Published on Nov 27, 2012 Continue reading
As the fourth anniversary of the devastating 2010 earthquake in Haiti approaches, it’s important to remember both the progress the Caribbean nation has made and the fact that Haitians are still in need of humanitarian aid.
In 2013, SOS Children’s Villages worked harder than ever to provide children and families in Haiti with the support they need to overcome the lasting trauma of the earthquake. In September, SOS opened a new Children’s Village in Les Cayes, on the southern part of the island. Although there is still work to be done on the new Village in 2014, all of the essential SOS Children’s Villages programs are up and running. Family strengthening outreach, the Hermann Gmeiner School ( serving not only SOS children but impoverished children from around Les Cayes), and the SOS Social Center (which includes a free daycare) are all open and available to local members of the Les…
View original post 13 more words
Sure enough, I enjoyed reading conspiracy and crazy theories alike. My favorite story was about one of the ‘secret’ government time travel projects. I cannot remember if he met schizophrenic Abra’m Lincoln or only reptillionaires, but I look forward to reading the story that explains how his soul kept up with his body disappearing from the assigned time line. It probably got lost.
Yes, bullshit bingo. The puppet theater show means nothing if you are left without a house to live in nor food to feed your family. Too bad that those assigned to help the poor masses are to care for their own asses before they can think of really helping someone else. So many people have been dealing with a personal Katrina, yet white America got bored really quick when Katrina proved to have hurt the Black community and disunity the most. Continue reading
Alexandre Dumas: Prolific 19th-Century Writer
Black European Alexandre Dumas, one of the most prolific writers of the 19th century, was born July 24, 1802, in Villers-Cotteréts near Paris, as Dumas Davy de la Pailleterie.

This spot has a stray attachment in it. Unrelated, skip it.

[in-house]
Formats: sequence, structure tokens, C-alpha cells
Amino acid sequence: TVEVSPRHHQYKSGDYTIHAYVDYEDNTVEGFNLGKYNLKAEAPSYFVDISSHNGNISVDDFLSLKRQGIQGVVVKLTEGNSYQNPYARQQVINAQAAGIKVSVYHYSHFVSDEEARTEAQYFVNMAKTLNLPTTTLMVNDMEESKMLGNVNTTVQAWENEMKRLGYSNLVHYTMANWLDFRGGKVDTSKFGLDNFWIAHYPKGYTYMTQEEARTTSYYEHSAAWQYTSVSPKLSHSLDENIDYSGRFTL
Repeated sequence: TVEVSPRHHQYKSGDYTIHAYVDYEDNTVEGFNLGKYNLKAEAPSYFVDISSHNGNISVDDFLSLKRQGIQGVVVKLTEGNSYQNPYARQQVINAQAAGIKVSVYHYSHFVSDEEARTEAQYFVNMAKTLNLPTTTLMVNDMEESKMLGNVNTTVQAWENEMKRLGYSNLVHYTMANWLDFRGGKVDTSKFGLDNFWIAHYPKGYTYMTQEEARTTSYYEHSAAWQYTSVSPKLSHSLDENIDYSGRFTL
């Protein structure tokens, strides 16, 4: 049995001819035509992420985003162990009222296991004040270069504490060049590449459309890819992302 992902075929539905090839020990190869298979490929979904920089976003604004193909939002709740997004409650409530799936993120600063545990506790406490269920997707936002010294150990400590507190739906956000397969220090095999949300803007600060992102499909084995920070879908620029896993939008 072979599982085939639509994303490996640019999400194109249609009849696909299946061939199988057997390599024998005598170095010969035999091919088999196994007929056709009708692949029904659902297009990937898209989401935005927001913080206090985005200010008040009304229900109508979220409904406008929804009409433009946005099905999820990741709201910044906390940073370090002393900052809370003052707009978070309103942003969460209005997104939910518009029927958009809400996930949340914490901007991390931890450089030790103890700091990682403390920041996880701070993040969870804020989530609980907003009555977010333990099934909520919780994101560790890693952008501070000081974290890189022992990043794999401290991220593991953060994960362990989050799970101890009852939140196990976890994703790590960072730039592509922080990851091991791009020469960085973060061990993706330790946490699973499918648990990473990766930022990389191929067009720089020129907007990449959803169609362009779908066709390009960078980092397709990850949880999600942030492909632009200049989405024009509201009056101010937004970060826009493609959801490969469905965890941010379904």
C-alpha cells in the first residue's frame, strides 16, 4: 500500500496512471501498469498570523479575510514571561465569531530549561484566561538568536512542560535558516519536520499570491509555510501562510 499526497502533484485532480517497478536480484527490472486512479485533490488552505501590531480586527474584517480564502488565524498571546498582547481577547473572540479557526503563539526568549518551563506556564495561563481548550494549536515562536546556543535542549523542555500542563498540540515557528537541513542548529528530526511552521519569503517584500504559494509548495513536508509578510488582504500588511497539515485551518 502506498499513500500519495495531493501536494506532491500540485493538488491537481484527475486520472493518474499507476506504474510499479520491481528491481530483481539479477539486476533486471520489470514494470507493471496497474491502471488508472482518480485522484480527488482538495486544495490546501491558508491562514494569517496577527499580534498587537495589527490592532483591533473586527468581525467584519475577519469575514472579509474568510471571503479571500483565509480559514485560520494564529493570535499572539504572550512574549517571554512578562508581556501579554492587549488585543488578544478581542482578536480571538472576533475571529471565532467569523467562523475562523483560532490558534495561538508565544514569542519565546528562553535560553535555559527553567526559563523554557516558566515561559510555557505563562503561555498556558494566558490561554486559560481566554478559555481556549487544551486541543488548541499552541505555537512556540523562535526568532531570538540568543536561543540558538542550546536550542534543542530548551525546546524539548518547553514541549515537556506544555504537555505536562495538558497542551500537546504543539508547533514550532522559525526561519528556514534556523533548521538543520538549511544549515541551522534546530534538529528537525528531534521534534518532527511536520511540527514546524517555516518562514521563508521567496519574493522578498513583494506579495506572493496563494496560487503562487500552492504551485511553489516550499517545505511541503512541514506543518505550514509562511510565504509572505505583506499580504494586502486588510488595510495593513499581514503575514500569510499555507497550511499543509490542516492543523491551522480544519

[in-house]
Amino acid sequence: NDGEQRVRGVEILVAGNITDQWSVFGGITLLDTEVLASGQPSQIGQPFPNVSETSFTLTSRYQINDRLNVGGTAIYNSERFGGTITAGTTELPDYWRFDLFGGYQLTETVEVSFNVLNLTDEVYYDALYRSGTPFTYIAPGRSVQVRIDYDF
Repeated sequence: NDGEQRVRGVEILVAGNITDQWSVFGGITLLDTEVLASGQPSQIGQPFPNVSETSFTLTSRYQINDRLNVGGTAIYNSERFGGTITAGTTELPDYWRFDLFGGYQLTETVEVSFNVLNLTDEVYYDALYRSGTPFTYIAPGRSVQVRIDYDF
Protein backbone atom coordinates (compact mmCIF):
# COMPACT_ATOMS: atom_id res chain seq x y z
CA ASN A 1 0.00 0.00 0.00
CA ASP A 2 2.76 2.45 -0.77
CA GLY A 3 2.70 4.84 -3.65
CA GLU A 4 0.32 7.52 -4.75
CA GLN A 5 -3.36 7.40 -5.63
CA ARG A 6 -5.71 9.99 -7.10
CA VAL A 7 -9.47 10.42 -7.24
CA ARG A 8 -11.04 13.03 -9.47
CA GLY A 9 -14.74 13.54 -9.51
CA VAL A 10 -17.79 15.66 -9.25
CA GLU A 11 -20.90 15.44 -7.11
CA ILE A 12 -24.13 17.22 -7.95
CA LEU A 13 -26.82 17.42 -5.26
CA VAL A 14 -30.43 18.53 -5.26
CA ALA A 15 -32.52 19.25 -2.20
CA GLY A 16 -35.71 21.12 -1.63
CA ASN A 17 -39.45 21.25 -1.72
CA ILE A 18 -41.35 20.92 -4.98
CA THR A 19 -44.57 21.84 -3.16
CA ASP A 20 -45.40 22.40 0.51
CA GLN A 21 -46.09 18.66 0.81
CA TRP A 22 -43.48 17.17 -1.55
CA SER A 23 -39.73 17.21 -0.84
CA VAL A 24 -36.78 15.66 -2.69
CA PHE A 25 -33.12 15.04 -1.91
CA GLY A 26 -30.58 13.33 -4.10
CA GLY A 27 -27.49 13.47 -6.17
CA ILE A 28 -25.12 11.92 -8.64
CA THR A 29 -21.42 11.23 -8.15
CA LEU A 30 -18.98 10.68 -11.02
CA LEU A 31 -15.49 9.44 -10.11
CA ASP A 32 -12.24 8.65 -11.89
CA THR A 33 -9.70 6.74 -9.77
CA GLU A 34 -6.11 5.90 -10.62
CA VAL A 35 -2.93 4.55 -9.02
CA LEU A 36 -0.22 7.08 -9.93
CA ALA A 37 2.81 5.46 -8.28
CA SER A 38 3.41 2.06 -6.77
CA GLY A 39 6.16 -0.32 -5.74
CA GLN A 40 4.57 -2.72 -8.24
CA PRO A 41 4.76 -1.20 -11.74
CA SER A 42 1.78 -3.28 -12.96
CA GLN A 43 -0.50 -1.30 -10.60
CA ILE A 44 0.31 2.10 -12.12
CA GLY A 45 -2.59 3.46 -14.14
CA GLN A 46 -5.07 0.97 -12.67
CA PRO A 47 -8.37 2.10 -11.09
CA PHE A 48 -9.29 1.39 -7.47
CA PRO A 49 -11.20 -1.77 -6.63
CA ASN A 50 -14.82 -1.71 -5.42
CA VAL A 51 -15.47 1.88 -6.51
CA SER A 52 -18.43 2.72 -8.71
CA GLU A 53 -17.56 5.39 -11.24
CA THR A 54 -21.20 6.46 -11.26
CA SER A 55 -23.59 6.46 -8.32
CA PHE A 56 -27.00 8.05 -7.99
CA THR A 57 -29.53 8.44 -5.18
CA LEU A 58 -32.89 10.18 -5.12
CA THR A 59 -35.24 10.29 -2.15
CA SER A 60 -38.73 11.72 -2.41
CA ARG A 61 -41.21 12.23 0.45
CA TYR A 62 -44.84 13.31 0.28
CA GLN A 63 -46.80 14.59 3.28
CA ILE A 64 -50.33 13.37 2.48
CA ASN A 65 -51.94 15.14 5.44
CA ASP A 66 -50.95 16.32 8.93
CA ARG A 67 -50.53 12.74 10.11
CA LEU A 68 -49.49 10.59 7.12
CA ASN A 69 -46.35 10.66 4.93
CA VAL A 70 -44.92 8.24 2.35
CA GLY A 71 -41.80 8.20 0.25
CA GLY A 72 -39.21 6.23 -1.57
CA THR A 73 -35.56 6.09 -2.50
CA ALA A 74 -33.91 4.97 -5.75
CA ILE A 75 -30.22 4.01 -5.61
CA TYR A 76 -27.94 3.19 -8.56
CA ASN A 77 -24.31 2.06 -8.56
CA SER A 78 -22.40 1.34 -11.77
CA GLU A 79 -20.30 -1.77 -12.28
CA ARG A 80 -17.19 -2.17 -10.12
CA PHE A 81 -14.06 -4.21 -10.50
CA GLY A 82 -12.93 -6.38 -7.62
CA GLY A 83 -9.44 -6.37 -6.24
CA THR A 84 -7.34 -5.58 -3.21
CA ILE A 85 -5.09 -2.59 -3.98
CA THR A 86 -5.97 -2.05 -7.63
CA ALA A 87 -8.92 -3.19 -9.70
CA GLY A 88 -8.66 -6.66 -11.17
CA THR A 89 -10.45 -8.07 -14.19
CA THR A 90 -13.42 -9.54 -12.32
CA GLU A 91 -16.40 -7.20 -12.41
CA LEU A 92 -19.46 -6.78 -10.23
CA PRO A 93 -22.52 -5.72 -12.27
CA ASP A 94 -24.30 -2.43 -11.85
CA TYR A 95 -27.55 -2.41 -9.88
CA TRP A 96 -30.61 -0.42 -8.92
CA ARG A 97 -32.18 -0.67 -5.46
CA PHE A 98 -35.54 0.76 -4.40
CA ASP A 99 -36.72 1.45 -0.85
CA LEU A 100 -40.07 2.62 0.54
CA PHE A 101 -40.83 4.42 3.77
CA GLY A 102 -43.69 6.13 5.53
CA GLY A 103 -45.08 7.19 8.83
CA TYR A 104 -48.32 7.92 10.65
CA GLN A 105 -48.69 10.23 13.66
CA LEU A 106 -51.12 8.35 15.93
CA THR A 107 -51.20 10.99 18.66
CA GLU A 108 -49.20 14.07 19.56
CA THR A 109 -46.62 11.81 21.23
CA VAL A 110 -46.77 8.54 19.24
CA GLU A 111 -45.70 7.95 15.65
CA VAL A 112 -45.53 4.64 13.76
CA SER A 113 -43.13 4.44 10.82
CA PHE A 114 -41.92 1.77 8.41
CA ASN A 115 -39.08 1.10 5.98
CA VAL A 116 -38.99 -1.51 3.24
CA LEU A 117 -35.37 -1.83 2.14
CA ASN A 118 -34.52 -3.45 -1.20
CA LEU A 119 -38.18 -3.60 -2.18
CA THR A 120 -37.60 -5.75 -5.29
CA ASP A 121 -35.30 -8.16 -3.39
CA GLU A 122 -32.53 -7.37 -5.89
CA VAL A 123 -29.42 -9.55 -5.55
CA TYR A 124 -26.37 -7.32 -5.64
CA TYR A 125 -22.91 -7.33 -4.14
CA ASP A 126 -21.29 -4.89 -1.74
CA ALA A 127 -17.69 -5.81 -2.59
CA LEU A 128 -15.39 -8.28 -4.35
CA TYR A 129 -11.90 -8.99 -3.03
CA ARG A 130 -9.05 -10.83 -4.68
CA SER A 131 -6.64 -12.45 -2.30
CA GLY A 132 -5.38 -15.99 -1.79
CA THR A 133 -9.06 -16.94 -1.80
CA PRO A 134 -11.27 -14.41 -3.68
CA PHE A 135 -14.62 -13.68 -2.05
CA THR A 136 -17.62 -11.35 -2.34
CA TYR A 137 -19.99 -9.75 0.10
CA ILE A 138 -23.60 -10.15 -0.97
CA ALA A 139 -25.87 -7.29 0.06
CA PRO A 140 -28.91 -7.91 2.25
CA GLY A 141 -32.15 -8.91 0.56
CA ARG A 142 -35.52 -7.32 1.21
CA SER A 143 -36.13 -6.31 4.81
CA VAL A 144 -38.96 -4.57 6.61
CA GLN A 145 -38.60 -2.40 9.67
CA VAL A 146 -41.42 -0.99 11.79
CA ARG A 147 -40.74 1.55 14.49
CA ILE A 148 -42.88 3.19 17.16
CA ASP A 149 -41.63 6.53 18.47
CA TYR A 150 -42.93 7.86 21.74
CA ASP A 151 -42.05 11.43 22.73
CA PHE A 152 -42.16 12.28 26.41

He is one of the most widely read French authors. Many of his historical novels of high adventure were originally published as serials, including The Count of Monte Cristo, The Three Musketeers, Twenty Years After, and The Vicomte de Bragelonne: Ten Years Later.
His father Thomas-Alexandre Davy de la Pailleterie, born in the French colony of Saint-Domingue (Haiti), was a general in Napoleon’s army. His mother was Marie-Cessette Dumas, an enslaved African woman from Saint-Domingue (Haiti). At age 14 Thomas-Alexandre was taken by his father Marquis Antoine-Alexandre Davy de la Pailleterie, to France, where he was legally freed Continue reading
Christophe was born on the island of Grenada, a British colony. His parents were Africans who were enslaved and taken to Grenada with thousands of other West Africans to work in the sugar industry. These West Africans in the sugar industry were known for their fierce and determined nature to resist the white institution of slavery. The revolutionary nature of Henri Christophe has its roots deeply embedded in his African ancestry. Christophe’s obstinate nature led his father to ‘sell his services’ to a French ship’s captain as a cabin boy, before had reached the age of ten.
The ship’s captain sold Henri to a French sugar planter in the French province on the island of Saint Dominique called Haiti, which was a Carob Indian name meaning “the land of the mountains.” The brutality of the French planters led to much discontent among the enslaved Africans in Haiti. Continue reading
But even as Haiti struggles to recover from this disaster, information is coming to light that the key to a brighter future for the Haitians may have been lying under their feet all this time. It turns out that there are massive reserves of gold and oil in Haiti. Continue reading